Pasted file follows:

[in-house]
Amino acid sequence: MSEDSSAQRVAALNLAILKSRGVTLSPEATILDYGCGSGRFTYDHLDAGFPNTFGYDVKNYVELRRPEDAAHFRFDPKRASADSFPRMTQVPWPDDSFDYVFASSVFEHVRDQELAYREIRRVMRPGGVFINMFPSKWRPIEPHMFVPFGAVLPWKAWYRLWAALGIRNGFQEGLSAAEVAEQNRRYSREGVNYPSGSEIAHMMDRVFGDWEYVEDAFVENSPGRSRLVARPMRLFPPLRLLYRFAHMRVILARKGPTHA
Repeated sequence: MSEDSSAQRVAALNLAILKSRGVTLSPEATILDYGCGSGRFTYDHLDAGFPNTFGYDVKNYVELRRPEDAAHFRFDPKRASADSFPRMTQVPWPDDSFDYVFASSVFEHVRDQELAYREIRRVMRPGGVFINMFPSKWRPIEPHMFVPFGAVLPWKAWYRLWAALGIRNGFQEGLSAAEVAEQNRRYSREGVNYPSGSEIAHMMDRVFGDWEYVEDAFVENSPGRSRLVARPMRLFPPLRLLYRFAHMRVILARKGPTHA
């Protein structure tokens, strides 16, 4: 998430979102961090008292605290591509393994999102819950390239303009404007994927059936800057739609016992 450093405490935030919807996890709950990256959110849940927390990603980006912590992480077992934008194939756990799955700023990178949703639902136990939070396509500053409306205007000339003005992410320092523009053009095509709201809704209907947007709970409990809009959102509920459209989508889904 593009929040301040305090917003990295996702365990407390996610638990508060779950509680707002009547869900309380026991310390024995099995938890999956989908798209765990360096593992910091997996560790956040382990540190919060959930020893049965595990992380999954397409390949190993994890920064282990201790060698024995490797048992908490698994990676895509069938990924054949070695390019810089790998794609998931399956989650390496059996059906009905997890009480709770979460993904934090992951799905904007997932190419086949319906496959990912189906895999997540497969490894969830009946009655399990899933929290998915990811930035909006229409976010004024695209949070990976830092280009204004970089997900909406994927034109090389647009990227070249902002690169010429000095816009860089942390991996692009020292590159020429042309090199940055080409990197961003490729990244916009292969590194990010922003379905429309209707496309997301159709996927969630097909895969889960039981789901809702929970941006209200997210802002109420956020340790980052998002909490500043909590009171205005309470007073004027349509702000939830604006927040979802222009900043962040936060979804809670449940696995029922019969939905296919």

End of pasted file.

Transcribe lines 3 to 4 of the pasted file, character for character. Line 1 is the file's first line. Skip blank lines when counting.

Repeated sequence: MSEDSSAQRVAALNLAILKSRGVTLSPEATILDYGCGSGRFTYDHLDAGFPNTFGYDVKNYVELRRPEDAAHFRFDPKRASADSFPRMTQVPWPDDSFDYVFASSVFEHVRDQELAYREIRRVMRPGGVFINMFPSKWRPIEPHMFVPFGAVLPWKAWYRLWAALGIRNGFQEGLSAAEVAEQNRRYSREGVNYPSGSEIAHMMDRVFGDWEYVEDAFVENSPGRSRLVARPMRLFPPLRLLYRFAHMRVILARKGPTHA
């Protein structure tokens, strides 16, 4: 998430979102961090008292605290591509393994999102819950390239303009404007994927059936800057739609016992 450093405490935030919807996890709950990256959110849940927390990603980006912590992480077992934008194939756990799955700023990178949703639902136990939070396509500053409306205007000339003005992410320092523009053009095509709201809704209907947007709970409990809009959102509920459209989508889904 593009929040301040305090917003990295996702365990407390996610638990508060779950509680707002009547869900309380026991310390024995099995938890999956989908798209765990360096593992910091997996560790956040382990540190919060959930020893049965595990992380999954397409390949190993994890920064282990201790060698024995490797048992908490698994990676895509069938990924054949070695390019810089790998794609998931399956989650390496059996059906009905997890009480709770979460993904934090992951799905904007997932190419086949319906496959990912189906895999997540497969490894969830009946009655399990899933929290998915990811930035909006229409976010004024695209949070990976830092280009204004970089997900909406994927034109090389647009990227070249902002690169010429000095816009860089942390991996692009020292590159020429042309090199940055080409990197961003490729990244916009292969590194990010922003379905429309209707496309997301159709996927969630097909895969889960039981789901809702929970941006209200997210802002109420956020340790980052998002909490500043909590009171205005309470007073004027349509702000939830604006927040979802222009900043962040936060979804809670449940696995029922019969939905296919």